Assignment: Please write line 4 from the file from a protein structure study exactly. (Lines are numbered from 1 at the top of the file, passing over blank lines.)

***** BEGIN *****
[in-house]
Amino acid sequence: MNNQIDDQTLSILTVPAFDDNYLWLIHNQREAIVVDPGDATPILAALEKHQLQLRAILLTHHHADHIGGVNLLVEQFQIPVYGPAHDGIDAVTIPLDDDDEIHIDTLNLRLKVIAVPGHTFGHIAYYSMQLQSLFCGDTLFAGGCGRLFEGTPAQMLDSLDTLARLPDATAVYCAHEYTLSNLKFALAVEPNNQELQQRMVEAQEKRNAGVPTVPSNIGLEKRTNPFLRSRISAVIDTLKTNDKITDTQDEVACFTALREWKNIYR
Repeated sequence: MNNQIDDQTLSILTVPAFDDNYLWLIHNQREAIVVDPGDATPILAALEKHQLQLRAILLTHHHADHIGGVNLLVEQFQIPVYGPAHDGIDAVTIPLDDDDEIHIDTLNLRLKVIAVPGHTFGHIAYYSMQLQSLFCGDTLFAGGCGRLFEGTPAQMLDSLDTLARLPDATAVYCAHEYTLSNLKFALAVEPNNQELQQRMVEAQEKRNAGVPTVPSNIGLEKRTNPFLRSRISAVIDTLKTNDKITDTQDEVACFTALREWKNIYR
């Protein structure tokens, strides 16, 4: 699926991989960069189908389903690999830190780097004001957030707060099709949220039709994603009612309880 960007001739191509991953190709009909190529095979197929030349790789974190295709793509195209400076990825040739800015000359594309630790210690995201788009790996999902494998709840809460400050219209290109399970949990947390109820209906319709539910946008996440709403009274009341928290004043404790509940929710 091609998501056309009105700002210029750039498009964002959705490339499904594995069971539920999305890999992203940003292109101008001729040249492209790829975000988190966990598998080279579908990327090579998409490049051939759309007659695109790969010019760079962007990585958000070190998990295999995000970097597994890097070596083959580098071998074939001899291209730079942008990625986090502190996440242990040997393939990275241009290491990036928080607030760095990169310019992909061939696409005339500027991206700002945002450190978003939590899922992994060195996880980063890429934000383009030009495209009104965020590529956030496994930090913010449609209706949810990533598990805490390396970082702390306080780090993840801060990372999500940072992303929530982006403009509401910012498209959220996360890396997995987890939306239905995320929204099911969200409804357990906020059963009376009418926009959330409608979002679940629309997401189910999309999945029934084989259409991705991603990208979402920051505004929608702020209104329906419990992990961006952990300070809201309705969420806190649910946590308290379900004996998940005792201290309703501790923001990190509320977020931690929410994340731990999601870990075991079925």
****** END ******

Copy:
């Protein structure tokens, strides 16, 4: 699926991989960069189908389903690999830190780097004001957030707060099709949220039709994603009612309880 960007001739191509991953190709009909190529095979197929030349790789974190295709793509195209400076990825040739800015000359594309630790210690995201788009790996999902494998709840809460400050219209290109399970949990947390109820209906319709539910946008996440709403009274009341928290004043404790509940929710 091609998501056309009105700002210029750039498009964002959705490339499904594995069971539920999305890999992203940003292109101008001729040249492209790829975000988190966990598998080279579908990327090579998409490049051939759309007659695109790969010019760079962007990585958000070190998990295999995000970097597994890097070596083959580098071998074939001899291209730079942008990625986090502190996440242990040997393939990275241009290491990036928080607030760095990169310019992909061939696409005339500027991206700002945002450190978003939590899922992994060195996880980063890429934000383009030009495209009104965020590529956030496994930090913010449609209706949810990533598990805490390396970082702390306080780090993840801060990372999500940072992303929530982006403009509401910012498209959220996360890396997995987890939306239905995320929204099911969200409804357990906020059963009376009418926009959330409608979002679940629309997401189910999309999945029934084989259409991705991603990208979402920051505004929608702020209104329906419990992990961006952990300070809201309705969420806190649910946590308290379900004996998940005792201290309703501790923001990190509320977020931690929410994340731990999601870990075991079925």